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Dopamine and the Weather, Part 1

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  • (1:15) - FDA Shares Strategic Vision on Gene Therapies 
  • (5:25) - Human Nature: New Science vs. Old Assumptions
  • (12:30) - Steven Pinker: Using Biology to Inform Beliefs
  • (17:40) - How Technology Changes Everything But Human Nature
  • (25:00) - Candace Pert: Your Body Is Your Subconscious Mind
  • (34:15) - Multi-Mind Theory: Do We Naturally Self-Sabotage? 
  • (43:00) - “This Weather Is Crazy!”
  • (48:45) - Episode Roundup: Podcast@Zacks.com

Welcome back to Mind Over Money. I’m Kevin Cook, your field guide and story teller for the fascinating arena of behavioral economics.

Last week we explored a series of ideas about scientific knowledge and certainty. That episode, Knowledge, Certainty, and Destiny: How to Keep Up with Science & Technology, borrowed part of its title from a book from the 1950s by evolutionary biologist and thought-leader Julian Huxley. His book was Knowledge, Morality, and Destiny.

In my conversation about the uses and misuses of science and technology, I tried to emphasize how important it is for us keep open minds about all that’s coming at us -- literally at the speed of light -- from artificial intelligence to gene editing.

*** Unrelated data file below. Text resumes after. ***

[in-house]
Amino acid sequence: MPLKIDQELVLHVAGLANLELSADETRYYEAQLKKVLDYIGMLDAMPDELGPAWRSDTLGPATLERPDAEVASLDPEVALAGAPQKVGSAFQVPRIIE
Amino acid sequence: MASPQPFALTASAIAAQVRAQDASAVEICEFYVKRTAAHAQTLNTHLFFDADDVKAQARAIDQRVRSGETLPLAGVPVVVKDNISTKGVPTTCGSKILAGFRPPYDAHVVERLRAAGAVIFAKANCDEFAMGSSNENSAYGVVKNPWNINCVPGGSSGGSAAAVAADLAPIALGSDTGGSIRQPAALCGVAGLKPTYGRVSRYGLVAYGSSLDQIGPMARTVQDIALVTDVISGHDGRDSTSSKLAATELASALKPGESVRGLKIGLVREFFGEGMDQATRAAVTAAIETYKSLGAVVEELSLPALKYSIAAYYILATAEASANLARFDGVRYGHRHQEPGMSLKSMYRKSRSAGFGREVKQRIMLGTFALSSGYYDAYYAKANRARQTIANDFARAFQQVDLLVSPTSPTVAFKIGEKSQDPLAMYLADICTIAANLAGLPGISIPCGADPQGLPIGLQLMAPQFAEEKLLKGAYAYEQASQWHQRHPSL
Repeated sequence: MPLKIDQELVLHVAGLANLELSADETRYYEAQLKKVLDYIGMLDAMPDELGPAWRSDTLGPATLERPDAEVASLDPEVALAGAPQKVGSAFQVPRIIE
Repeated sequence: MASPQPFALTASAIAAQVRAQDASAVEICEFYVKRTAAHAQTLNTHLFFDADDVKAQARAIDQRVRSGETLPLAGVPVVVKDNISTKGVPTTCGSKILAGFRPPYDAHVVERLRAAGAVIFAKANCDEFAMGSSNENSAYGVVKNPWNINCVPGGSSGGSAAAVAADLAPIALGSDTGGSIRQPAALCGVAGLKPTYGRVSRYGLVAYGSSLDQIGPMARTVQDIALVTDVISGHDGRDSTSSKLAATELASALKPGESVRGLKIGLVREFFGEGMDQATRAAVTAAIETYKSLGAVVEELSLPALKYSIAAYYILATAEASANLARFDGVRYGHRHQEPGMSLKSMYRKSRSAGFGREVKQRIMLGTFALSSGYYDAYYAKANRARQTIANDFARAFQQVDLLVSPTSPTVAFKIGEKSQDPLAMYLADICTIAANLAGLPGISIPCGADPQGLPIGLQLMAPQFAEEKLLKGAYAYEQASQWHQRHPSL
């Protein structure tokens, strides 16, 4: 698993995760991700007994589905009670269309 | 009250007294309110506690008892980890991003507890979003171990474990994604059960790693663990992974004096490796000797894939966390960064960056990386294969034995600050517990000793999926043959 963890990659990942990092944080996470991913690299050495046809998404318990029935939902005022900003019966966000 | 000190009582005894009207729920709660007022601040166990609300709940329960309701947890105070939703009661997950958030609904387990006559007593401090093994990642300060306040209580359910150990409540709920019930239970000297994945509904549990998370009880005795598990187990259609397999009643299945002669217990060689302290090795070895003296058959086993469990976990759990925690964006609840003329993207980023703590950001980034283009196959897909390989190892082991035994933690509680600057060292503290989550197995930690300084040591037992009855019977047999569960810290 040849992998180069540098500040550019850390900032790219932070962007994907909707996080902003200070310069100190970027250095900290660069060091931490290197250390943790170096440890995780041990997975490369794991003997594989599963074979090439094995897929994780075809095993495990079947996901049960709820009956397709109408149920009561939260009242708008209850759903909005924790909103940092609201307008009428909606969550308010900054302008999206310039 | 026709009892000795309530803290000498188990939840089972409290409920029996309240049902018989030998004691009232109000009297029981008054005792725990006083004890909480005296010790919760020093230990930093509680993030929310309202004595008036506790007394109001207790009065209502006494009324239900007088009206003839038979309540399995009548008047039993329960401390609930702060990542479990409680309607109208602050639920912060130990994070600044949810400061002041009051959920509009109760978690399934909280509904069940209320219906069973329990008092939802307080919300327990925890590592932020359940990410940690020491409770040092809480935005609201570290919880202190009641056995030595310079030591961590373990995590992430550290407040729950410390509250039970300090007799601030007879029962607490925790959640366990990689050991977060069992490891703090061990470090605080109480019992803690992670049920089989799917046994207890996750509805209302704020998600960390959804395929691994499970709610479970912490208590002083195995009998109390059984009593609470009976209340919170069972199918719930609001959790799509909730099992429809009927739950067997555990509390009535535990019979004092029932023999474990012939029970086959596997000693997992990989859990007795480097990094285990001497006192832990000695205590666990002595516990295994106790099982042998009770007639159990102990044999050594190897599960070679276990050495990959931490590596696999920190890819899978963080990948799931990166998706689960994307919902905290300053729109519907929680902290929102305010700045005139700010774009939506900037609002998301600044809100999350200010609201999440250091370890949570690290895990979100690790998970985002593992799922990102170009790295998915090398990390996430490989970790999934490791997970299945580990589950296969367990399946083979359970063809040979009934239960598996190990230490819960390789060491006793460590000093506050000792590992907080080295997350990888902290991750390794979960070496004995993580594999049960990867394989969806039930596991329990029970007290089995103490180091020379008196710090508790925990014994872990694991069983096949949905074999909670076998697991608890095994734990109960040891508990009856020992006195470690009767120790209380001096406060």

Speaking of gene editing, last week I talked a little about CRISPR science and companies, like CRISPR Therapeutics (CRSP - Free Report) , and gave you some links to my recent videos on the technology and the stocks.

This week I wrote a special update for my Healthcare Innovators newsletter about the FDA’s stated vision this month to approve 40 gene therapies by 2022.

FDA chief Scott Gottlieb was interviewed at the 2018 BIO International Convention in Boston on June 7 and told attendees that we might see cures for diseases like sickle cell anemia within 10 years.

That "40" number isn't just pie-in-the-sky either. It comes from a recent MIT study that suggested about that same number of possible successes in the next 5 years.

If you want to read more of my Healthcare Innovators commentary and see the portfolio, just email Ultimate@Zacks.com for a special trial offer.

How Technology Changes Everything… But Human Nature

My subtitle for today’s episode is this: How technology changes human behavior and social rules, but not human nature and genetics—yet.

And what I am implying by “human nature” needs to be explained a little bit because it is such a confusing and loaded phrase these days. I am of course referring to a wide open array of forces, causes, and drivers from biological neurochemistry to genetic, heritable traits and dispositions. For help in explaining this, I turn to Steven Pinker, author of the new book Enlightenment Now that you may have heard about from Bill Gates as his favorite book of the year.

Pinker earned his PhD. in experimental psychology at Harvard in 1979. Afterward, he did research at MIT for a year and then became an assistant professor at Harvard and Stanford.

From 1982 until 2003, Pinker taught at the Department of Brain and Cognitive Sciences at MIT, was the co-director of the Center for Cognitive Science from 1985-1994 and eventually became the director of the Center for Cognitive Neuroscience (1994-1999).

I emphasize Pinker’s academic and research background because he's not just a "theoretical” psychologist-philosopher. He had to do deep research to get the gigs in cognitive neuroscience.

An Empiricist Since His School Days

Also of interest about him as a person is this story, taken from Wikipedia….